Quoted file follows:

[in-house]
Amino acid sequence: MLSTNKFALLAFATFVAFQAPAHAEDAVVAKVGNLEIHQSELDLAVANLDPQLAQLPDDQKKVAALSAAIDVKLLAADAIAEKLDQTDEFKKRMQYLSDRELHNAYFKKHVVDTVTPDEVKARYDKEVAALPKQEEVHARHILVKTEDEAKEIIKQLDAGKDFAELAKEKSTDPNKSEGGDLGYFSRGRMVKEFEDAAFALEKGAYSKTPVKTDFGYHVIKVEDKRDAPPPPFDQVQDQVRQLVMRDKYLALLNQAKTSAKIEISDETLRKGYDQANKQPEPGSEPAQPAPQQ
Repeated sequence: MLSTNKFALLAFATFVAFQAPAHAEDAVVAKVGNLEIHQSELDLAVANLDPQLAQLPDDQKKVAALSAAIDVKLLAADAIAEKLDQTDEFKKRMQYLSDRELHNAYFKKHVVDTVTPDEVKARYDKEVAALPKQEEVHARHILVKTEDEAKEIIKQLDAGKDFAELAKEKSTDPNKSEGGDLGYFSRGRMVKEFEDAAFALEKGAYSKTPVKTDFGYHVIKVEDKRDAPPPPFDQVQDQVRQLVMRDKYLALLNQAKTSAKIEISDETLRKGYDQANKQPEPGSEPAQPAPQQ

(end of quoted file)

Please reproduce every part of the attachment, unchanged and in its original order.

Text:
[in-house]
Amino acid sequence: MLSTNKFALLAFATFVAFQAPAHAEDAVVAKVGNLEIHQSELDLAVANLDPQLAQLPDDQKKVAALSAAIDVKLLAADAIAEKLDQTDEFKKRMQYLSDRELHNAYFKKHVVDTVTPDEVKARYDKEVAALPKQEEVHARHILVKTEDEAKEIIKQLDAGKDFAELAKEKSTDPNKSEGGDLGYFSRGRMVKEFEDAAFALEKGAYSKTPVKTDFGYHVIKVEDKRDAPPPPFDQVQDQVRQLVMRDKYLALLNQAKTSAKIEISDETLRKGYDQANKQPEPGSEPAQPAPQQ
Repeated sequence: MLSTNKFALLAFATFVAFQAPAHAEDAVVAKVGNLEIHQSELDLAVANLDPQLAQLPDDQKKVAALSAAIDVKLLAADAIAEKLDQTDEFKKRMQYLSDRELHNAYFKKHVVDTVTPDEVKARYDKEVAALPKQEEVHARHILVKTEDEAKEIIKQLDAGKDFAELAKEKSTDPNKSEGGDLGYFSRGRMVKEFEDAAFALEKGAYSKTPVKTDFGYHVIKVEDKRDAPPPPFDQVQDQVRQLVMRDKYLALLNQAKTSAKIEISDETLRKGYDQANKQPEPGSEPAQPAPQQ